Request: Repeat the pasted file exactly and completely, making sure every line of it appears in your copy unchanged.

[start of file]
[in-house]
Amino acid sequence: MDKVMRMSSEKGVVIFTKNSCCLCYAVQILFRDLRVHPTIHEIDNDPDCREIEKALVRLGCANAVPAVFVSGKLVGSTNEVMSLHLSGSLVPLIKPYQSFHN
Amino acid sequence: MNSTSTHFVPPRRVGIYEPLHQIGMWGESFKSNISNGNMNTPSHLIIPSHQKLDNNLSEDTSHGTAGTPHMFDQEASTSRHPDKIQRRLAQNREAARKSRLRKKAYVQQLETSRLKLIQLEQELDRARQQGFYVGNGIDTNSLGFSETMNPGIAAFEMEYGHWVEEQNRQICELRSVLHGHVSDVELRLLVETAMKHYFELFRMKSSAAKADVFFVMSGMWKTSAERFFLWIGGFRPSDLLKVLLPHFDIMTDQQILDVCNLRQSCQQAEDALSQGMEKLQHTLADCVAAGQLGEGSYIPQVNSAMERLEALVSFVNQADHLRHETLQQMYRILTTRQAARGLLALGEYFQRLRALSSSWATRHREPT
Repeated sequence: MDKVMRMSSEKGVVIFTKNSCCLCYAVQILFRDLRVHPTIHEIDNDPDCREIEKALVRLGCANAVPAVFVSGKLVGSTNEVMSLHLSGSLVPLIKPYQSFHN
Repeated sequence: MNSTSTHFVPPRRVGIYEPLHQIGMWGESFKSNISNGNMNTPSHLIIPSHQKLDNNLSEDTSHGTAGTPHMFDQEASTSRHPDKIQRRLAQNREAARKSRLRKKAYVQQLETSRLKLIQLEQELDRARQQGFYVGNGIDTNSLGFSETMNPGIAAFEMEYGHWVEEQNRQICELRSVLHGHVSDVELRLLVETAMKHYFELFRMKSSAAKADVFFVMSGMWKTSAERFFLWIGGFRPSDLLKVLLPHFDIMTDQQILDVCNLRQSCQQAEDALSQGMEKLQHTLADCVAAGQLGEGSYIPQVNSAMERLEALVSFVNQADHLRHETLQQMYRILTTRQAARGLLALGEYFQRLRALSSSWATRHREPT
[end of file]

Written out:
[in-house]
Amino acid sequence: MDKVMRMSSEKGVVIFTKNSCCLCYAVQILFRDLRVHPTIHEIDNDPDCREIEKALVRLGCANAVPAVFVSGKLVGSTNEVMSLHLSGSLVPLIKPYQSFHN
Amino acid sequence: MNSTSTHFVPPRRVGIYEPLHQIGMWGESFKSNISNGNMNTPSHLIIPSHQKLDNNLSEDTSHGTAGTPHMFDQEASTSRHPDKIQRRLAQNREAARKSRLRKKAYVQQLETSRLKLIQLEQELDRARQQGFYVGNGIDTNSLGFSETMNPGIAAFEMEYGHWVEEQNRQICELRSVLHGHVSDVELRLLVETAMKHYFELFRMKSSAAKADVFFVMSGMWKTSAERFFLWIGGFRPSDLLKVLLPHFDIMTDQQILDVCNLRQSCQQAEDALSQGMEKLQHTLADCVAAGQLGEGSYIPQVNSAMERLEALVSFVNQADHLRHETLQQMYRILTTRQAARGLLALGEYFQRLRALSSSWATRHREPT
Repeated sequence: MDKVMRMSSEKGVVIFTKNSCCLCYAVQILFRDLRVHPTIHEIDNDPDCREIEKALVRLGCANAVPAVFVSGKLVGSTNEVMSLHLSGSLVPLIKPYQSFHN
Repeated sequence: MNSTSTHFVPPRRVGIYEPLHQIGMWGESFKSNISNGNMNTPSHLIIPSHQKLDNNLSEDTSHGTAGTPHMFDQEASTSRHPDKIQRRLAQNREAARKSRLRKKAYVQQLETSRLKLIQLEQELDRARQQGFYVGNGIDTNSLGFSETMNPGIAAFEMEYGHWVEEQNRQICELRSVLHGHVSDVELRLLVETAMKHYFELFRMKSSAAKADVFFVMSGMWKTSAERFFLWIGGFRPSDLLKVLLPHFDIMTDQQILDVCNLRQSCQQAEDALSQGMEKLQHTLADCVAAGQLGEGSYIPQVNSAMERLEALVSFVNQADHLRHETLQQMYRILTTRQAARGLLALGEYFQRLRALSSSWATRHREPT